the fact that Sheppard had children to be mitigating and could not vote to impose a death
sentence solely on the facts of the crime. 5 Tr. at 117, 126. Respondent points out, however,
that these are the only similarities. Chambers expressed no hostility toward law enforcement
or any affinity with Sheppard. While the State’s acceptance of juror Chambers raises some
questions, it does not so clearly demonstrate that the State’s answers were pretextual as to
support a finding that the trial court’s ruling, based not only on the explanations, but also on
the court’s observation of the proceedings and determinations of the participants’ credibility,
was wrong. Nor can this Court conclude that the TCCA’s rejection of the claim on appeal
was unreasonable under the facts presented. Accordingly, Sheppard is not entitled to relief
on this claim.
Sheppard’s Challenge for Cause to Edith Greer Smith
On a juror questionnaire, Edith Greer Smith expressed her agreement with the
statement that “any man, woman, child or any person young or old, man or woman, if found
guilty of capital murder should pay for it with their own life.” 13 Tr. at 91. Defense counsel
questioned her about this answer, and Smith affirmed that she felt that anyone convicted of
capital murder should be sentenced to death. Sheppard challenged her for cause, and the trial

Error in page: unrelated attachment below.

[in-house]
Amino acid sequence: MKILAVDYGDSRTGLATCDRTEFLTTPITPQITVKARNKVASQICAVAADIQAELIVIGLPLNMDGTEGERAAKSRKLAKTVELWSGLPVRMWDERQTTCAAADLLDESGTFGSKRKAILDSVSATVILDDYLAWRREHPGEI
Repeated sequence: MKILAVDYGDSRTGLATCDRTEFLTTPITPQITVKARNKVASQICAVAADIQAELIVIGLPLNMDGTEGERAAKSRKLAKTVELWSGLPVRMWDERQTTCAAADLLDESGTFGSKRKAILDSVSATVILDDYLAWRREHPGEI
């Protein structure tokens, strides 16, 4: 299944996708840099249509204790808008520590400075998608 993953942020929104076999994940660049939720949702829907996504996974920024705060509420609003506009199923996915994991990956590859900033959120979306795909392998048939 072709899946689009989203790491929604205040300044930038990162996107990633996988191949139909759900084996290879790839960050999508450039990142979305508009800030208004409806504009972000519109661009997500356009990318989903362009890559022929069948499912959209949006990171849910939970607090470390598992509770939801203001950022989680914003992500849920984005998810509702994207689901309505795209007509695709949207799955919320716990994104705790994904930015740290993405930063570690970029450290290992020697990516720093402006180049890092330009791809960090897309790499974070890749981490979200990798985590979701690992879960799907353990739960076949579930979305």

court denied the challenge. Id. at 91-93.
Following questioning by the prosecution, defense counsel again asked Smith if she
could “envision a set of circumstances” where she still could answer “yes” to the mitigation
special issue. Smith replied that she could. Id. at 100-101. Sheppard then used a peremptory
challenge to remove Smith from the jury panel. Id. at 103. Sheppard eventually used all of
her peremptory challenges.
Sheppard raised the denial of her challenge for cause on direct appeal. The TCCA,
in denying the claim, noted that the law was not explained to Smith, and when defense
counsel asked her if she would consider the full range of punishment, she replied that she
In Wainwright v. Witt, 469 U.S. 412, 424 (1985), the Supreme Court held that the
standard for removing a juror based on his or her views on the death penalty “is whether the
juror’s views would prevent or substantially impair the performance of his duties as a juror
in accordance with his instructions and his oath.” Smith stated that she could follow the law
and consider the full range of punishment. The trial court was in the best position to
determine the credibility of her statements. Based on the record and controlling law, the
TCCA’s conclusion that the trial court did not abuse its discretion in denying Sheppard’s